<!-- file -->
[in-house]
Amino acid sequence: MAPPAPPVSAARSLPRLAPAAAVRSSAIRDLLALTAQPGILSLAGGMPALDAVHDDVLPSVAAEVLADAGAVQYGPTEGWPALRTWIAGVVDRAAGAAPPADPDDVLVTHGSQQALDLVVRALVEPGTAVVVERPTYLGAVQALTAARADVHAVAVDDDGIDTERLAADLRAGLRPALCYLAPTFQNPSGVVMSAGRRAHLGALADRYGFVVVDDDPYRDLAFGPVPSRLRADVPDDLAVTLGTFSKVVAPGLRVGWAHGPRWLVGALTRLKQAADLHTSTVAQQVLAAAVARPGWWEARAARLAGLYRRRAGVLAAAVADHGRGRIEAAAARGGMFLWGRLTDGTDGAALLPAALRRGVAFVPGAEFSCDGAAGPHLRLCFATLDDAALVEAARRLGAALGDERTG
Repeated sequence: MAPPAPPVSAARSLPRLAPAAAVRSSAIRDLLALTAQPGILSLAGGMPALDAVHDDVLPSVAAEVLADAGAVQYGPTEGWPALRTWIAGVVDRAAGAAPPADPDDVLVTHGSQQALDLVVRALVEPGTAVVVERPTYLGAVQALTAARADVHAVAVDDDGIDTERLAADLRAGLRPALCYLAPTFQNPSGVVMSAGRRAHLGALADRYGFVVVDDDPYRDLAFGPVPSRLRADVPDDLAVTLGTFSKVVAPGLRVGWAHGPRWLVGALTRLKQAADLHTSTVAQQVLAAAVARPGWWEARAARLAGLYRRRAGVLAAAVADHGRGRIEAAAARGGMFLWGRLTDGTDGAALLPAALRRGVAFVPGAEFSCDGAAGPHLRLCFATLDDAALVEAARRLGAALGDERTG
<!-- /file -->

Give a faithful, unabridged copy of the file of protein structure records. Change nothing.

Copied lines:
[in-house]
Amino acid sequence: MAPPAPPVSAARSLPRLAPAAAVRSSAIRDLLALTAQPGILSLAGGMPALDAVHDDVLPSVAAEVLADAGAVQYGPTEGWPALRTWIAGVVDRAAGAAPPADPDDVLVTHGSQQALDLVVRALVEPGTAVVVERPTYLGAVQALTAARADVHAVAVDDDGIDTERLAADLRAGLRPALCYLAPTFQNPSGVVMSAGRRAHLGALADRYGFVVVDDDPYRDLAFGPVPSRLRADVPDDLAVTLGTFSKVVAPGLRVGWAHGPRWLVGALTRLKQAADLHTSTVAQQVLAAAVARPGWWEARAARLAGLYRRRAGVLAAAVADHGRGRIEAAAARGGMFLWGRLTDGTDGAALLPAALRRGVAFVPGAEFSCDGAAGPHLRLCFATLDDAALVEAARRLGAALGDERTG
Repeated sequence: MAPPAPPVSAARSLPRLAPAAAVRSSAIRDLLALTAQPGILSLAGGMPALDAVHDDVLPSVAAEVLADAGAVQYGPTEGWPALRTWIAGVVDRAAGAAPPADPDDVLVTHGSQQALDLVVRALVEPGTAVVVERPTYLGAVQALTAARADVHAVAVDDDGIDTERLAADLRAGLRPALCYLAPTFQNPSGVVMSAGRRAHLGALADRYGFVVVDDDPYRDLAFGPVPSRLRADVPDDLAVTLGTFSKVVAPGLRVGWAHGPRWLVGALTRLKQAADLHTSTVAQQVLAAAVARPGWWEARAARLAGLYRRRAGVLAAAVADHGRGRIEAAAARGGMFLWGRLTDGTDGAALLPAALRRGVAFVPGAEFSCDGAAGPHLRLCFATLDDAALVEAARRLGAALGDERTG